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Study finds educators prioritising development over salary

By Jack Campbell | |5 minute read
Study Finds Educators Prioritising Development Over Salary

Career development is becoming one of the most sought-after benefits, overtaking salary for many. According to one study, nine out of 10 employees are willing to earn less money to have greater meaning at work.

According to the 2023 Australian School Education Leaders Sentiment Index by Slade Group, leaders in the education sector agree, as many are prioritising career development over salary.

Andrew Barr, Slade Group’s practice lead of education and former school principal, commented on the findings: “Australia’s education industry is in a period of evolution – there are changes to teaching and learning pedagogy, assisted in no small way by the advent of AI.”


“There’s a positive mindset that must be brought to that, as well as to changes to assessment, which is likely to alter how we measure student learning outcomes … What the results identify is both a significant appetite for change within Australia’s education system – and a clear sense of the evolution needed to shape this new direction.”

According to the index, respondents cited professional learning and culture as the top priorities when choosing a job. Slade Group noted that employers should be wary of these feelings if they want to attract and retain good workers.

“Some of the professional learning I’ve experienced has been a real game changer and, interestingly, some of this has been from outside of the education sector,” said Andy Müller, principal at Launceston’s Scotch Oakburn College.

“These have included strategic leadership courses through universities that I have found invaluable.”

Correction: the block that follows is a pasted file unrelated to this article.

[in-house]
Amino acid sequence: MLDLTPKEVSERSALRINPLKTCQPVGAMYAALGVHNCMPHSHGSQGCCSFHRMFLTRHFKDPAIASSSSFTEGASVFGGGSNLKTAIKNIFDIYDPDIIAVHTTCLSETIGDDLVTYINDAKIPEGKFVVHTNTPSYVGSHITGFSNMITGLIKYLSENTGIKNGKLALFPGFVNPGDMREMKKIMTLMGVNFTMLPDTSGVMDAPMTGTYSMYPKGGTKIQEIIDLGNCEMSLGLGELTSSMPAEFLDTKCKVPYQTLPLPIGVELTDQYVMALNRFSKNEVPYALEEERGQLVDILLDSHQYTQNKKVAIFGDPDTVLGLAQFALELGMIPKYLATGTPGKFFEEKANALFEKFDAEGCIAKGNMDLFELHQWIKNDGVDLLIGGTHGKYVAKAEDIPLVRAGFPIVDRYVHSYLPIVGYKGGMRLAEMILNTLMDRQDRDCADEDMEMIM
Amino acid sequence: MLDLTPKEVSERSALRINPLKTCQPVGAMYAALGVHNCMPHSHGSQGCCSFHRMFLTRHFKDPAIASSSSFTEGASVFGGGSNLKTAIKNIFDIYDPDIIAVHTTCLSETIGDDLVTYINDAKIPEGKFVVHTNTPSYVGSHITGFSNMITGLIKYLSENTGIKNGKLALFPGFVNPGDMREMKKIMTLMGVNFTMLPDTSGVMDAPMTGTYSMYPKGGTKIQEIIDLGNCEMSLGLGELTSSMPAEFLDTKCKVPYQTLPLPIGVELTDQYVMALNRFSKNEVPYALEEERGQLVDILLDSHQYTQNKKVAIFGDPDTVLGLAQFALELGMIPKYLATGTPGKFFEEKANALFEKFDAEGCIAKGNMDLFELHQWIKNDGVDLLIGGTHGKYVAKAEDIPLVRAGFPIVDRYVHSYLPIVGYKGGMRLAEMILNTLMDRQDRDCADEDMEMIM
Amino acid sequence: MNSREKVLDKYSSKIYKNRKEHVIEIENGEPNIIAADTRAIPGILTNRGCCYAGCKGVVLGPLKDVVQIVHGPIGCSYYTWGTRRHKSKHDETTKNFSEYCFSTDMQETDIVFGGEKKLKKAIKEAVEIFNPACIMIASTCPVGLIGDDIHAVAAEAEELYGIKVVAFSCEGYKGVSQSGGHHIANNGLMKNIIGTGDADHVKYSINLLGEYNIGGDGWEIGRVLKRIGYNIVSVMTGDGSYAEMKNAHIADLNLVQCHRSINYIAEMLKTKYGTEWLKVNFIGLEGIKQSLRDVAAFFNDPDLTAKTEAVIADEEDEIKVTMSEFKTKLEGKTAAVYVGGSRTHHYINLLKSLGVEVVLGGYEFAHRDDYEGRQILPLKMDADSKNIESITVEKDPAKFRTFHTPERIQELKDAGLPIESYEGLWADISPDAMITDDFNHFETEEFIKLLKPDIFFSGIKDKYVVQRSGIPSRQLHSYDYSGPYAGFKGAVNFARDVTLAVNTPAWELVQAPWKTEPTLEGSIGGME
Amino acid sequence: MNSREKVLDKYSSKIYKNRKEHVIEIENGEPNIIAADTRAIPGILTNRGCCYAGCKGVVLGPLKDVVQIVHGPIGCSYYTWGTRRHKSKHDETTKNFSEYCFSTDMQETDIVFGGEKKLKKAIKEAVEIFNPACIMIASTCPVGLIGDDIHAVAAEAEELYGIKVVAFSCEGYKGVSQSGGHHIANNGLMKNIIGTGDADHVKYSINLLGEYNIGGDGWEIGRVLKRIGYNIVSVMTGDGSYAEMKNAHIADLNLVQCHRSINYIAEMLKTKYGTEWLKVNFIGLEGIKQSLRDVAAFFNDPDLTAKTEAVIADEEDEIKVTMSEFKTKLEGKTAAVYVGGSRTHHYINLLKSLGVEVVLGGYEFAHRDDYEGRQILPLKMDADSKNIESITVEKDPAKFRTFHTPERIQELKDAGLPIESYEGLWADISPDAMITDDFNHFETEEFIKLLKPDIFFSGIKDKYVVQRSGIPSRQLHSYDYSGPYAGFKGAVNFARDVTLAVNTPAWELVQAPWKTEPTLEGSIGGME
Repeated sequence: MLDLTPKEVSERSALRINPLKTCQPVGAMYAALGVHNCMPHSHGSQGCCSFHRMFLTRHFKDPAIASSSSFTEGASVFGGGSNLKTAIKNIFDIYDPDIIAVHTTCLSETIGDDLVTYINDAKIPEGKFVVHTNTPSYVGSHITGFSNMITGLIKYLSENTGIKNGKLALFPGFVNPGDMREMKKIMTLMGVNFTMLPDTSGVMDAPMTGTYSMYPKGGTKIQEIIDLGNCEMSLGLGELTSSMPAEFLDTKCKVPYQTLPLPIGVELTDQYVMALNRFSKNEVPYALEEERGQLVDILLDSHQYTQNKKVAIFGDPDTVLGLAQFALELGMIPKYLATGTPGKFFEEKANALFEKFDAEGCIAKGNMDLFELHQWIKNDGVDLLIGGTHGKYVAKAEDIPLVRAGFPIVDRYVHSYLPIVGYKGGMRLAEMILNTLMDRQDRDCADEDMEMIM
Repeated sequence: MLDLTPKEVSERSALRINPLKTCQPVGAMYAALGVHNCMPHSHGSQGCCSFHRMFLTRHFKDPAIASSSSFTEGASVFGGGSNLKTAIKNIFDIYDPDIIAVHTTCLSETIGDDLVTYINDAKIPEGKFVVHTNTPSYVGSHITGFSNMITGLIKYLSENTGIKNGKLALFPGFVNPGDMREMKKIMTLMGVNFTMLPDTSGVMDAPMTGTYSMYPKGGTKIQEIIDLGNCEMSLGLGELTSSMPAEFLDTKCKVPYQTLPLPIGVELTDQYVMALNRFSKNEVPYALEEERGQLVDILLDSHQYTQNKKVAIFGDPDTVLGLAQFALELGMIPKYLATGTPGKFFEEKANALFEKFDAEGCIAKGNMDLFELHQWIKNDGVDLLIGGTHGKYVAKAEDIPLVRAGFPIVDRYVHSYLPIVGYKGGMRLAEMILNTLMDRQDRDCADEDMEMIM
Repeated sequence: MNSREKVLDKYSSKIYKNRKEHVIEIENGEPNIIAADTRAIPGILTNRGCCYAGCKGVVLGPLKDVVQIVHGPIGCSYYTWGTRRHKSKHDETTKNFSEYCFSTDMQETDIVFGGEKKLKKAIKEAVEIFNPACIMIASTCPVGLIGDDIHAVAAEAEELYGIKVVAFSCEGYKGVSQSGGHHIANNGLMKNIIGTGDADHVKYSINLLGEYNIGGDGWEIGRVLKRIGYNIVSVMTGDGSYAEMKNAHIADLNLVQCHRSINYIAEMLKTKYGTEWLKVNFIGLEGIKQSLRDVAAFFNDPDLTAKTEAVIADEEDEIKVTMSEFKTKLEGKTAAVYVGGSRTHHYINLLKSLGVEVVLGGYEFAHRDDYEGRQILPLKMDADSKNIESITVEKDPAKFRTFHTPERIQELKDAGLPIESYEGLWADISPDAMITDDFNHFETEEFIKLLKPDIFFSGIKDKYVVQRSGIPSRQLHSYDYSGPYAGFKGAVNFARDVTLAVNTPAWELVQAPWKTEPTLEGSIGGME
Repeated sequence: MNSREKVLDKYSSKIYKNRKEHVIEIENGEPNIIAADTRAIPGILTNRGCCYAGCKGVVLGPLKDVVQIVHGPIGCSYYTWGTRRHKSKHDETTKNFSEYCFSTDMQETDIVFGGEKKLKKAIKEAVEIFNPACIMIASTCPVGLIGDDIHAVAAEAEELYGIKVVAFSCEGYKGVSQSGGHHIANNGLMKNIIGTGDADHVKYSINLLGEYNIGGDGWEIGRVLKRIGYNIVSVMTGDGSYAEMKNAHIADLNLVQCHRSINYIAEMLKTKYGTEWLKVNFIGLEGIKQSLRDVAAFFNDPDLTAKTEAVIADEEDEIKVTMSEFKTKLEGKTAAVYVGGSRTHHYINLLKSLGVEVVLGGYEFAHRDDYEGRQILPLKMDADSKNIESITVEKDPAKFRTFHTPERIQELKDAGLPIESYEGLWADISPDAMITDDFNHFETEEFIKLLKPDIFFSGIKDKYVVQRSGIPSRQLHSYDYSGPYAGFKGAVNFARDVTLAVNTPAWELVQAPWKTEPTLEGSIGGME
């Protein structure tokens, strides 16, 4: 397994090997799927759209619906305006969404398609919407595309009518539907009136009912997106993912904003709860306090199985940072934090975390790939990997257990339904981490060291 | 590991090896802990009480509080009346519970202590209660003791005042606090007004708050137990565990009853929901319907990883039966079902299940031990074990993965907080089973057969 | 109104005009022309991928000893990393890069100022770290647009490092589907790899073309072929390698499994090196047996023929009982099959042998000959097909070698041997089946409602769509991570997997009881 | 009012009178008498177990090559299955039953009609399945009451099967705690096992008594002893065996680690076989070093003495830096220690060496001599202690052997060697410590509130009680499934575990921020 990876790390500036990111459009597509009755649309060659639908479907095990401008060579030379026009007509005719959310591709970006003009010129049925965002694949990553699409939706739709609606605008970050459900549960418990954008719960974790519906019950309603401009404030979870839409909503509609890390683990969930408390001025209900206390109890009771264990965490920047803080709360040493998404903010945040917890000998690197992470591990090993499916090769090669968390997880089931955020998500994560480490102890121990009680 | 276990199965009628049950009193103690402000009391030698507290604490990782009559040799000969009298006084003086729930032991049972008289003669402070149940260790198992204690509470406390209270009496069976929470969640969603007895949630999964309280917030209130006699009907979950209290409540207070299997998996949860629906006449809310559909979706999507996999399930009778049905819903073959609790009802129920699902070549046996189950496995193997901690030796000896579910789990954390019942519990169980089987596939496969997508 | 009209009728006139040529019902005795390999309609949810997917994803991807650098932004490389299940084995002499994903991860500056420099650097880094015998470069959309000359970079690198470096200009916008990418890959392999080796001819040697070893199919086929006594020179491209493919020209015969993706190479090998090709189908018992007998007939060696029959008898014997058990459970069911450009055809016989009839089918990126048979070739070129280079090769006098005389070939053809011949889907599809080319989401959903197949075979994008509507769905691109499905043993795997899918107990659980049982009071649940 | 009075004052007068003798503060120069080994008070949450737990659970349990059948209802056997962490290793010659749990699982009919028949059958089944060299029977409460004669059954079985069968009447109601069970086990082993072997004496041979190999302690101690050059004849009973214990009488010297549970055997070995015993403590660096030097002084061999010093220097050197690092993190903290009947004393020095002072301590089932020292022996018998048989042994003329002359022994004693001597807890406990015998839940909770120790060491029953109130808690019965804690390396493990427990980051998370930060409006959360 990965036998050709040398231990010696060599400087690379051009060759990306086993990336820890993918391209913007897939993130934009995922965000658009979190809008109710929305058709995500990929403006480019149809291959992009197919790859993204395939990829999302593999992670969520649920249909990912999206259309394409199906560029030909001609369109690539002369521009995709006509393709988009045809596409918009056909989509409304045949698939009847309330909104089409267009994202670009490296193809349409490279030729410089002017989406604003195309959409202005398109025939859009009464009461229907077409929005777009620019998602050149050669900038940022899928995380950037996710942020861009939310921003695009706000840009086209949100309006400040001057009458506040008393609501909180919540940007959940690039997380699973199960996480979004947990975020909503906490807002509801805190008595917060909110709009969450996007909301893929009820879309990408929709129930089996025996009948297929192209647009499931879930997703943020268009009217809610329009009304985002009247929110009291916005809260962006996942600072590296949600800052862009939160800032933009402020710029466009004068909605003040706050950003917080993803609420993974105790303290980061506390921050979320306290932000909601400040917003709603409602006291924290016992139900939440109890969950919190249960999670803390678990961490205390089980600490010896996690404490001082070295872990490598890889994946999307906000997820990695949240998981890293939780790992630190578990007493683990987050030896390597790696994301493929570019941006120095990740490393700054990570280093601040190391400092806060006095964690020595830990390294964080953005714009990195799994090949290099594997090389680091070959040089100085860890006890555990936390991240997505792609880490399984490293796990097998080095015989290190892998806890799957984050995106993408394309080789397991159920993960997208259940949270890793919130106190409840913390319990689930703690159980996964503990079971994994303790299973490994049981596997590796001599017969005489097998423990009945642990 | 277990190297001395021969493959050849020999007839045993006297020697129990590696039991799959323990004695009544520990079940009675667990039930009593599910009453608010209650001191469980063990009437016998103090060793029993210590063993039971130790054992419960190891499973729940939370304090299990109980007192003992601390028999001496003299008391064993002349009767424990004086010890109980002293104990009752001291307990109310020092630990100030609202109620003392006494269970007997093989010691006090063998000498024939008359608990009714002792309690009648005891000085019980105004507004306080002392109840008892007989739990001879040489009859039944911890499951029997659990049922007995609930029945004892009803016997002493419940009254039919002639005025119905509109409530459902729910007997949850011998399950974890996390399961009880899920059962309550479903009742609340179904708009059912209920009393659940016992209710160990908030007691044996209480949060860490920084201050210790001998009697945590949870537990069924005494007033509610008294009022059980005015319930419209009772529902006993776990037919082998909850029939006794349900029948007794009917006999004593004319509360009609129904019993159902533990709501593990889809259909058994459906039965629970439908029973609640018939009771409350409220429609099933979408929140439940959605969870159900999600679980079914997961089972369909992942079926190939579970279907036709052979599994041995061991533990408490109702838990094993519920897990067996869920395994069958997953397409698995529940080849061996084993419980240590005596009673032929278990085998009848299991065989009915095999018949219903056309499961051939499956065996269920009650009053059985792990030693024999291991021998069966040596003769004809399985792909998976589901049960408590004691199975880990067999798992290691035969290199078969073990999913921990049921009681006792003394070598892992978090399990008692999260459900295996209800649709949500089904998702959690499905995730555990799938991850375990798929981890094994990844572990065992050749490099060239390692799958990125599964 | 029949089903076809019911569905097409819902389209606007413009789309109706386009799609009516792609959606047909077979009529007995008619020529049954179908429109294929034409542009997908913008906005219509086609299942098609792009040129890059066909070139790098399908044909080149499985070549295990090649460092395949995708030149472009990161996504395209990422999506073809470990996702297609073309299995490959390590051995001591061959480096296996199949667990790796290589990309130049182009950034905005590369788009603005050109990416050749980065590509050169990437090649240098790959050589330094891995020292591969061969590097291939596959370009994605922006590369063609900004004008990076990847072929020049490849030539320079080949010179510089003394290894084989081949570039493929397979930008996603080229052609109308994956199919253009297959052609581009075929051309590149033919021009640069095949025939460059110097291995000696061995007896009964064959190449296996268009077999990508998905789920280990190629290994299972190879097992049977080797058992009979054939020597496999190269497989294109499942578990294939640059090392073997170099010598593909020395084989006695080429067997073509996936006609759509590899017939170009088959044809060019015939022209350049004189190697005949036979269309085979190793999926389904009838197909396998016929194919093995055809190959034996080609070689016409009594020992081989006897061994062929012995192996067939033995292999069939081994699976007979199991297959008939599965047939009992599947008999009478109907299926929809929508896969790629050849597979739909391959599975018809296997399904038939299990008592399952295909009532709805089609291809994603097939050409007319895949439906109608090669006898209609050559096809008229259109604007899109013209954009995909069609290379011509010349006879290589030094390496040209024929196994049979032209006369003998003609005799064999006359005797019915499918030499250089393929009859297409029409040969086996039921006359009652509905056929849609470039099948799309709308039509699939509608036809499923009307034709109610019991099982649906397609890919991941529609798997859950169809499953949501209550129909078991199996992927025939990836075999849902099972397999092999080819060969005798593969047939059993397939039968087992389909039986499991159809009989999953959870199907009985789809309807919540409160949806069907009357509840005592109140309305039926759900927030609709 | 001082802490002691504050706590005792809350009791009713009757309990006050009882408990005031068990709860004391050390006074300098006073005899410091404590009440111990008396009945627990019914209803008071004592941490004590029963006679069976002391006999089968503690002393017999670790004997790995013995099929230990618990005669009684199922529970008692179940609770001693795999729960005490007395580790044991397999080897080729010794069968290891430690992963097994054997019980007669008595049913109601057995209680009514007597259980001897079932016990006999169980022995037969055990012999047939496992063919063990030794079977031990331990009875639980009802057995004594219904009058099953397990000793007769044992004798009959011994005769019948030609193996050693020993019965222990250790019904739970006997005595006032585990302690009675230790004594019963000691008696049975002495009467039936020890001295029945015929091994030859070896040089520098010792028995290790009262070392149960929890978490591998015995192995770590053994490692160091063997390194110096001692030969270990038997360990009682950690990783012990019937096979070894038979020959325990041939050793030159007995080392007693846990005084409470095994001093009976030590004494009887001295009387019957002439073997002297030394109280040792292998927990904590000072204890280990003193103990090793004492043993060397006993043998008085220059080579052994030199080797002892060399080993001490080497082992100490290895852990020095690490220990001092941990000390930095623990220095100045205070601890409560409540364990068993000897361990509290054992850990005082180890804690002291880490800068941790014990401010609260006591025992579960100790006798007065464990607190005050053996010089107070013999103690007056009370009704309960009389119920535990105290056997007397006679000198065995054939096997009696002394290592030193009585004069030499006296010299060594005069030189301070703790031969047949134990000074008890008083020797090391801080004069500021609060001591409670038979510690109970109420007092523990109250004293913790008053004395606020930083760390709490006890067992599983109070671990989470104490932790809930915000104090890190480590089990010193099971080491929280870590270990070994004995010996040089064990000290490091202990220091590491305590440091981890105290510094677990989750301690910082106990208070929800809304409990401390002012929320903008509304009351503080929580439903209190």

Autonomy is another key trend that educators are after, as according to the data, more and more want to control their teachings rather than “simply tick a box”.

Mr Müller continued: “Society is changing, and if our role is about preparing young people for society, then we’ve got to change with it.”

Fellow principal Dr Toni Meath agreed with this sentiment: “There is a great desire by educators to collaborate and build culture, to contribute to the greater good.”

“We’ve never been in a better position to adapt, innovate and grow to meet modern-day demands.”

Mentoring and coaching are another top consideration for educators. According to the index, half of the respondents want to be mentored, and three-quarters said they want to be able to mentor colleagues.

“Everyone needs great mentors. And through mentoring programs, the information we give should not just be our personal narrative; it should be based off research and evidence. That puts us in a much better place as a profession,” said Lauren Sayer, executive director of research and innovation at Melbourne Girls Grammar.

Slade Group discussed how mentoring and coaching can be a great way to attract and retain staff, but also progress the skills of educators within institutions.

Jason Hibberd, deputy principal at St Francis Xavier College in Melbourne, said that building a healthy culture that fosters support has a ripple effect across the whole institution.

“For educators, feeling connected with their roles, being supported by their peers, leaders and the wider school community, and being engaged with students all influence their ability to add value,” he said.



Training is the process of enhancing a worker's knowledge and abilities to do a certain profession. It aims to enhance trainees' work behaviour and performance on the job.

Jack Campbell

Jack Campbell

Jack is the editor at HR Leader.